Implementing Procedural Safeguards for the Development of Bioinformatics Interoperability Standards
In recent years, the field of bioinformatics has seen a surge of interest in the development of interoperability and compatibility standards. These range from standards for data exchange and controlled vocabularies (ontologies) to minimum experimental information and data analytics. To date, the bioinformatics field has been free of the standards litigation that has affected other technology-based industries. But with the increasing adoption of standards by bioinformatics researchers and vendors, the issues faced by other standards groups will become increasingly relevant. This article reports the results of an industry-wide study of bioinformatics standards development activities and the policies and procedures adopted by each such standards development organization. This study suggests that the majority of bioinformatics standards development organizations are ill-equipped to address or deter process abuse and patent hold-up. In many cases, these organizations either lack written policies entirely, or adopt vague, aspirational statements regarding a desire that materials produced to be “open” and publicly available. Accordingly, I recommend that bioinformatics standards-development organizations carefully review their existing policies and procedures. To the extent that they do not address key points regarding process openness and intellectual property, these policies and procedures should be revised. In order to assist organizations with this exercise, I offer a straightforward policy template that can be adapted to the specific needs and requirements of individual bioinformatics standards organizations. It is hoped that these modest prophylactic measures will enable the bioinformatics community to avoid the disruptive and costly standards-related litigation that has affected other industries.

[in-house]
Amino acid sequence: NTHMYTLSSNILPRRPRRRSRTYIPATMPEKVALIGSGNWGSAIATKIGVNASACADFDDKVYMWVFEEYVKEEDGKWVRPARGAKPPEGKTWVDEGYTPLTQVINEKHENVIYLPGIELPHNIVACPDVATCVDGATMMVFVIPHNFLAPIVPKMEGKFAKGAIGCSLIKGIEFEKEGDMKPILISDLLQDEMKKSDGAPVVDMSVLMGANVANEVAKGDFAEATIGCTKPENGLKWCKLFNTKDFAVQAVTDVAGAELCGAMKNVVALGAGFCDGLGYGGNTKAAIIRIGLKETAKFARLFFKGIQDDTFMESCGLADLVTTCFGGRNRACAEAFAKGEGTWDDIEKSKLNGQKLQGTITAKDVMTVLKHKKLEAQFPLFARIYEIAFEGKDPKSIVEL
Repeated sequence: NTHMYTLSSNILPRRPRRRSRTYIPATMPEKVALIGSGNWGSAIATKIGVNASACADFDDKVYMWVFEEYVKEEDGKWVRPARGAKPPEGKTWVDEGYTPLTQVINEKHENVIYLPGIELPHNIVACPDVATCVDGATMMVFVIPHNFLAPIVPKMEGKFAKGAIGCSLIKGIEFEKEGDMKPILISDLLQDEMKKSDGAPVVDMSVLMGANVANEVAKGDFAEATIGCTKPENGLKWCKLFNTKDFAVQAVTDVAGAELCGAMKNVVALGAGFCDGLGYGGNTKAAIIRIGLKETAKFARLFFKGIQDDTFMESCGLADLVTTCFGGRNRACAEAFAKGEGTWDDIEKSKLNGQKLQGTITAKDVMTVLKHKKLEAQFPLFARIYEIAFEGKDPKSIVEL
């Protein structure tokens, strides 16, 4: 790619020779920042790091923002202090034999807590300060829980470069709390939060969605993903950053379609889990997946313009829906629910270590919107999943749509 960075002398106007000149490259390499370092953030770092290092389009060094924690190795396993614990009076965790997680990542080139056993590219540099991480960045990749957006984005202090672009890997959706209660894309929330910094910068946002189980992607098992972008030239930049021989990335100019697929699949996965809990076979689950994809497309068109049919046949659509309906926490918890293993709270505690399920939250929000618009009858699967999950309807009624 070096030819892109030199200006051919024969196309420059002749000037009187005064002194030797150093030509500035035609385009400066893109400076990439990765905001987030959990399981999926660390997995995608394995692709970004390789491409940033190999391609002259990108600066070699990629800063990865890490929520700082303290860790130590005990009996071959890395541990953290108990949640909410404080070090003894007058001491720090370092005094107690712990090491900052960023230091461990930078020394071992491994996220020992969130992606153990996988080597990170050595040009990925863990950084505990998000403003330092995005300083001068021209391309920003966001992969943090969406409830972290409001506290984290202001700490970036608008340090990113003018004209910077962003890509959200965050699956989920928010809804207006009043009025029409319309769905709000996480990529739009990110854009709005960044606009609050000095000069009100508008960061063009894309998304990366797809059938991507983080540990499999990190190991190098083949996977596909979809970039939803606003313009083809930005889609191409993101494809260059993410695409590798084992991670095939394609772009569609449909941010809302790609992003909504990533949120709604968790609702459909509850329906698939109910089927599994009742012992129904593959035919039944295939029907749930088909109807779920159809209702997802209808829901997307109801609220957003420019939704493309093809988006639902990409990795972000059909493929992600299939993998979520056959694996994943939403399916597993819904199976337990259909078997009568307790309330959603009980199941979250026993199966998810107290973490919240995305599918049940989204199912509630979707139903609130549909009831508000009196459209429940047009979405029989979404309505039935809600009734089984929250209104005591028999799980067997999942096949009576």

Contreras, Jorge L., "Implementing Procedural Safeguards for the Development of Bioinformatics Interoperability Standards" Northern Kentucky Law Review, 39, No. 2, (2012): 87-117.